India’s Racist Laws

Empowering Weak & Oppressed


Jumada' al-Akhirah 07, 1441 2020-02-01


by Editor (Editorials, Crescent International Vol. 48, No. 12, Jumada' al-Akhirah, 1441)

The Indian economy is tanking under Narendra Modi’s Bharatiya Janata Party (BJP) rule. The promise of creating 12 million new jobs annually for people entering the market is fast receding. The Modi regime has thus resorted to a dangerous policy of religious and ethnic discrimination to divert attention from its failed policies. But it is not merely a diversionary tactic. It targets India’s 200 million Muslim citizens. Modi has a pathological hatred of Muslims, having honed his anti-Muslim skills while he was chief minister of Gujrat state before he became prime minister in 2014.

Two instruments are being used: The Citizenship Amendment Act (CAA) and the National Register of Citizens (NRC). India’s Home Minister Amit Shah introduced the bills in parliament at the end of December 2019. He said the BJP government will pass the Citizenship Amendment Act. The bill seeks to grant citizenship to Hindus, Sikhs, Jains, Christians, Zoroastrians, and Buddhists — who have come illegally to India from Pakistan, Bangladesh, and Afghanistan — but excludes Muslims. This is a drastic change in the Citizenship Act of 1955 that does not define citizenship on the basis of religion.

The NRC, originally confined to Assam in the northeast, is now being applied to the whole of India. In Assam, the state that borders Bangladesh, there was widespread belief that illegal immigrants had come from Bangladesh. They should be identified and deported. The NRC idea emerged in the wake of the Assam Accord of 1985 that ended a separatist insurgency that had raged during the 1970s and 1980s. On August 31, 2019, Assam’s NRC was published declaring 1.9 million people stateless, a far cry from the tens of millions alleged illegals bandied about earlier. These people have no documents to prove their Indian citizenship. Internment camps have been set up; others are being built.

In a country of 1.2 billion people, most of them rural dwellers, the notion of birth certificate or identity card is alien. Coupled with the ubiquitous caste system that divides people along caste lines — a form of religious apartheid — the vast majority of people are already disenfranchised. Launching a campaign against Muslims is another nail in the coffin of India’s self-proclaimed secularism and the constitution.

There is, however, pushback, especially from students who have braved attacks from RSS thugs as well as the police. The students have transcended religious and caste boundaries and have stood shoulder to shoulder to defend fundamental rights. Their activism has attracted other civil society groups including members of the Bollywood fraternity that had previously cozied up to Modi.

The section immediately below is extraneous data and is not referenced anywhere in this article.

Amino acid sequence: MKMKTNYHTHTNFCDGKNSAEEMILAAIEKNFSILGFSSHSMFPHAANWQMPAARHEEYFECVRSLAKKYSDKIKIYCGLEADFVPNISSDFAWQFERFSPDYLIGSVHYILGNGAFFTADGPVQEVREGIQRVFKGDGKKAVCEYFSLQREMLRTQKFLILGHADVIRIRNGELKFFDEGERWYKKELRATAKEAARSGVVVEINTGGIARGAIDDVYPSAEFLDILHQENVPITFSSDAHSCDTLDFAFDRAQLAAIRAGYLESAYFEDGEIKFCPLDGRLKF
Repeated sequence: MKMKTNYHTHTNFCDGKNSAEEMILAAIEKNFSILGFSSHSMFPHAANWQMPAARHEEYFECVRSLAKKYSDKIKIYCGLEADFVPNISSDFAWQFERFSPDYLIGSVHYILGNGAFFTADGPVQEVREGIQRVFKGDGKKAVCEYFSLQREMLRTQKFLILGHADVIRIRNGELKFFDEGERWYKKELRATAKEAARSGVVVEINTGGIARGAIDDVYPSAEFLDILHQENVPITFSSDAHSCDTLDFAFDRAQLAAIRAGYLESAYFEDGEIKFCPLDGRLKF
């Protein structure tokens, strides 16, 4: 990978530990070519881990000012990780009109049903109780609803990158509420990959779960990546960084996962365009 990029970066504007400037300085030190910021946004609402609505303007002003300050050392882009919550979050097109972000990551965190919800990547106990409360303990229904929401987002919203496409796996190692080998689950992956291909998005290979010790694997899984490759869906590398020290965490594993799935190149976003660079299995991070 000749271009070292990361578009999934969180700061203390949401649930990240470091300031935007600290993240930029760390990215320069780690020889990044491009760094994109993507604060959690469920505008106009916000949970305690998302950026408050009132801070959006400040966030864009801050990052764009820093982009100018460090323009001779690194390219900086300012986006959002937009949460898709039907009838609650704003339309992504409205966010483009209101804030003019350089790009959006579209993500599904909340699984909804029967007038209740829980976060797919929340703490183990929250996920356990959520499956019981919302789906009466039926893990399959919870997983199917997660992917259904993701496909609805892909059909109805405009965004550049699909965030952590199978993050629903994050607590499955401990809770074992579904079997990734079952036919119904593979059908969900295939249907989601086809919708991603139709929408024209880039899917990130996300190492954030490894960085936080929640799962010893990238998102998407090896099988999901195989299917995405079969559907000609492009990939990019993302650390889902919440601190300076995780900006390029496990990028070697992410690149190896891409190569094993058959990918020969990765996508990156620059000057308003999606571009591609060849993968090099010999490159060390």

Student activism to defend their fundamental rights has exacted a price. At least 20 students have been killed and hundreds injured in attacks by BJP-affiliated masked thugs armed with sticks, iron rods, and acid bottles. Protests started at Aligarh Muslim University (AMU) on December 13 and then spread to Jamia Millia Islamia (JMI). The police barged into the university campus on December 15 and attacked students as well as vandalized the library. When news of the attack on JMI spread, students at Delhi’s Jawaharlal Nehru University (JNU) and Ambedkar University also joined the protests. These have now assumed a life of their own. They are ongoing and despite attacks by the police injuring and arresting hundreds of students, they are held on a daily basis.

JMI has become the hub of student activism. Interestingly, this is spearheaded by female Muslim students. While the Modi regime has vowed to press on with implementing the divisive CAA and NRC bills, a number of states in India have said they would not participate in the registration process. This is a hopeful sign and may yet dissuade the fascists from pressing ahead full force with their nefarious agenda. Unfortunately, given corruption in the judiciary (as witnessed in the Babri Masjid verdict), the police, and the bureaucracy, it would be unrealistic to repose too much hope in the movement for sanity. What is more likely is that internal and external pressure may force a delay in the implementation of these divisive laws.

If the movement can be sustained until the next election due in 2024, the BJP can be consigned to the dustbin of history. It is a long struggle and will not be easy but with continuing strikes, the economy will suffer greater blows turning more people against the Modi regime and his fascist storm troopers.

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